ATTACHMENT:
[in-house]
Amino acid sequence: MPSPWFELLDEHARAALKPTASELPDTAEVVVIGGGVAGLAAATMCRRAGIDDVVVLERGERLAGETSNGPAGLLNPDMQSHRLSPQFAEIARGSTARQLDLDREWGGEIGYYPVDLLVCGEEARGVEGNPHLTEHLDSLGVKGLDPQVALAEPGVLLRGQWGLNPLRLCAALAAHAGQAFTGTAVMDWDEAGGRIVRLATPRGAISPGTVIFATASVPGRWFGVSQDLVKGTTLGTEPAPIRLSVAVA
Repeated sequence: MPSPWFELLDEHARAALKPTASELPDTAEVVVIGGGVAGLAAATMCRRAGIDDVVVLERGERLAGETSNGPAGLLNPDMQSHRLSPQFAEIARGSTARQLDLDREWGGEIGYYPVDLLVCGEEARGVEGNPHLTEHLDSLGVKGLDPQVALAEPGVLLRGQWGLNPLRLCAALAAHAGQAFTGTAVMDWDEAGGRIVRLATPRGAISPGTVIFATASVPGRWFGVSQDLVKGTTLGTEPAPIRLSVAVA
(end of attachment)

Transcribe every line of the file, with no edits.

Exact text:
[in-house]
Amino acid sequence: MPSPWFELLDEHARAALKPTASELPDTAEVVVIGGGVAGLAAATMCRRAGIDDVVVLERGERLAGETSNGPAGLLNPDMQSHRLSPQFAEIARGSTARQLDLDREWGGEIGYYPVDLLVCGEEARGVEGNPHLTEHLDSLGVKGLDPQVALAEPGVLLRGQWGLNPLRLCAALAAHAGQAFTGTAVMDWDEAGGRIVRLATPRGAISPGTVIFATASVPGRWFGVSQDLVKGTTLGTEPAPIRLSVAVA
Repeated sequence: MPSPWFELLDEHARAALKPTASELPDTAEVVVIGGGVAGLAAATMCRRAGIDDVVVLERGERLAGETSNGPAGLLNPDMQSHRLSPQFAEIARGSTARQLDLDREWGGEIGYYPVDLLVCGEEARGVEGNPHLTEHLDSLGVKGLDPQVALAEPGVLLRGQWGLNPLRLCAALAAHAGQAFTGTAVMDWDEAGGRIVRLATPRGAISPGTVIFATASVPGRWFGVSQDLVKGTTLGTEPAPIRLSVAVA